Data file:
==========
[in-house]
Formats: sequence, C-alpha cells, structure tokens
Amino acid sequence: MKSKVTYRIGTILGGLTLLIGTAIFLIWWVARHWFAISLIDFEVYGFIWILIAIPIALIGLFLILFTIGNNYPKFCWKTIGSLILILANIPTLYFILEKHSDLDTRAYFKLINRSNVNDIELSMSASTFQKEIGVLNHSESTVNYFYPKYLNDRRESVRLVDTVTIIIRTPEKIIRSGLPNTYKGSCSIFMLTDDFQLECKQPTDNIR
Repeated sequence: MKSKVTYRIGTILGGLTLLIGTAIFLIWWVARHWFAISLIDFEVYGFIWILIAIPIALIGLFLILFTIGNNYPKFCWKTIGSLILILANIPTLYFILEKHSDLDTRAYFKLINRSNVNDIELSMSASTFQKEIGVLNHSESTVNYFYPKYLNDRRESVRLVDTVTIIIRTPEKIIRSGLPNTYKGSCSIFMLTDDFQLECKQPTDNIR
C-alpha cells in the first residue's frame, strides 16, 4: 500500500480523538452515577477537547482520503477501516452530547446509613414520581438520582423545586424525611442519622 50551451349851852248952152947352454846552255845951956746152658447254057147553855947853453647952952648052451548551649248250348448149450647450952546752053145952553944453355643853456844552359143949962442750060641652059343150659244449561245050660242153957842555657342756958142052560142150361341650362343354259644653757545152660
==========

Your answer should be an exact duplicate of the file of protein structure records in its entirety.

[in-house]
Formats: sequence, C-alpha cells, structure tokens
Amino acid sequence: MKSKVTYRIGTILGGLTLLIGTAIFLIWWVARHWFAISLIDFEVYGFIWILIAIPIALIGLFLILFTIGNNYPKFCWKTIGSLILILANIPTLYFILEKHSDLDTRAYFKLINRSNVNDIELSMSASTFQKEIGVLNHSESTVNYFYPKYLNDRRESVRLVDTVTIIIRTPEKIIRSGLPNTYKGSCSIFMLTDDFQLECKQPTDNIR
Repeated sequence: MKSKVTYRIGTILGGLTLLIGTAIFLIWWVARHWFAISLIDFEVYGFIWILIAIPIALIGLFLILFTIGNNYPKFCWKTIGSLILILANIPTLYFILEKHSDLDTRAYFKLINRSNVNDIELSMSASTFQKEIGVLNHSESTVNYFYPKYLNDRRESVRLVDTVTIIIRTPEKIIRSGLPNTYKGSCSIFMLTDDFQLECKQPTDNIR
C-alpha cells in the first residue's frame, strides 16, 4: 500500500480523538452515577477537547482520503477501516452530547446509613414520581438520582423545586424525611442519622 50551451349851852248952152947352454846552255845951956746152658447254057147553855947853453647952952648052451548551649248250348448149450647450952546752053145952553944453355643853456844552359143949962442750060641652059343150659244449561245050660242153957842555657342756958142052560142150361341650362343354259644653757545152660